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01/11/2011 - True country legend chooses to celebrate his birthday in Houston  - Read More
02/23/2010 - Ray Price at Gruene Hall on March 5th - Read More
09/21/2009 - Ray Price Remembers Good Times with Hank Williams  - Read More
06/29/2009 - Ray Price undergoes surgery - Read More
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Average Rating : 5              Total Reviews: 12


Ray Price  02/29/2008            
Vic_from_TX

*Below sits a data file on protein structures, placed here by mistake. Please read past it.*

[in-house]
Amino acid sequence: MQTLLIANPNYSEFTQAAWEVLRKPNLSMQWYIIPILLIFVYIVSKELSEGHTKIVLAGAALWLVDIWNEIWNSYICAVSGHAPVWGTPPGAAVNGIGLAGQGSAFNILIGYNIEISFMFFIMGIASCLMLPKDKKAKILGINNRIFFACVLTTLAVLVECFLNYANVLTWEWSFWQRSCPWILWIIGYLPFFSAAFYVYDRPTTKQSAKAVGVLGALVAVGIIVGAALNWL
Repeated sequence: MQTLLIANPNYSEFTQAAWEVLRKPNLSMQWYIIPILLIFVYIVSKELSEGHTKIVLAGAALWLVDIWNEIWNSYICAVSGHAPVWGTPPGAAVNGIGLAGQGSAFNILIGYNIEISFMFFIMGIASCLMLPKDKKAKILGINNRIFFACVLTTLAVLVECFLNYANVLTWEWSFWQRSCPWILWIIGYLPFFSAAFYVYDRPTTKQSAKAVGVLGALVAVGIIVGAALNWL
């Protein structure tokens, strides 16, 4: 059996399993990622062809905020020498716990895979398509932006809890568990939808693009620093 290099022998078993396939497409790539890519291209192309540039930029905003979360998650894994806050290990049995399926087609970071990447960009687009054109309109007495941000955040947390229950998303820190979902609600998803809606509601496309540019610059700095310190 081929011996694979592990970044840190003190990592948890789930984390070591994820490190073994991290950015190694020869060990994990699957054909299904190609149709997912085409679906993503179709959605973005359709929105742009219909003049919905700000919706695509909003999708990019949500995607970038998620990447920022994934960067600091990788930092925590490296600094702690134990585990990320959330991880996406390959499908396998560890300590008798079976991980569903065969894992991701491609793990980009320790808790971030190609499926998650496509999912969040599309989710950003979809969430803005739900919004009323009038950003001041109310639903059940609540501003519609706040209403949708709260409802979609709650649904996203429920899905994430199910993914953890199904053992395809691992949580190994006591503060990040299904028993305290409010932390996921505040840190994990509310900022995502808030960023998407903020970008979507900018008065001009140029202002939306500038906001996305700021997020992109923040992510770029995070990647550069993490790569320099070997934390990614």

I cannot believe "Last of the Breed" has no reviews, so here it goes...Ray Price has done more single-handedly for music from the Lone Star state than all other TX musicians put together and is the single most important figure in country music alive today. When he steps into the studio you know he's there to deliver a TOP NOTCH album. Before you even open it up, this cd is "Last of the Breed." Hatch Show Print did the cover artwork. Produced by the great Fred Foster and boy does this guy know how to get it just right. Titles represent some of the greatest songwriters ever, many of which come from the Lone Star state. The musical arrangements are absolutely brilliant...Great lyrics coupled with a great musical score, now; this is what makes real country music, real country music. Musicians include the legendary Johnny Gimble, Buddy Emmons and Boots Randolph along with Gordon Mote on piano each doing exactly what they was born to do. Highlights include; Ray Price, Willie Nelson and Merle Haggard together paying tribute to and preserving the artistic integrity of Jesse Ashlock, Floyd Tillman, Mickey Newbury, Harlan Howard, Leon Payne and Gene Autry with Jimmy Long. Now, I actually lost sleep worrying and wondering if "Pick Me Up On Your Way Down" was going to be one of the lucky titles to make it on this record. The boys did Harlan Howard mighty proud!!! I also wondered why Willie Nelson did not include "Going Away Party" on his recent tribute to Cindy Walker album, I mean he had the Jordanaires in the studio...then, I heard this song again for the first time (if this makes sense) with Ray Price singing it the way it oughta be done with the magnificent Jordanaires backing him up and Willie, willie-ing it up...down to that last verse. Payne's "Lost Highway" is masterfully reworked, startin' out with Gimble's fiddlin', followed by Willie's vocals then Ray comes in backed by the Jordanaires to create a Grammy Award winning storytelling experience. Also included is Newbury's "Sweet Memories," one of the greatest "mood" songs of all time. This cut takes you back to that same place and magically recreates that same feeling you experienced the first time you heard this lonely song back in the day. This record's got it all, including Merle's great, real-deal country talkin' song: "Sweet Jesus." I truly admire Merle Haggard for this one. This 2 disc cd is by far without a doubt the best thing to come out of Nashville in years.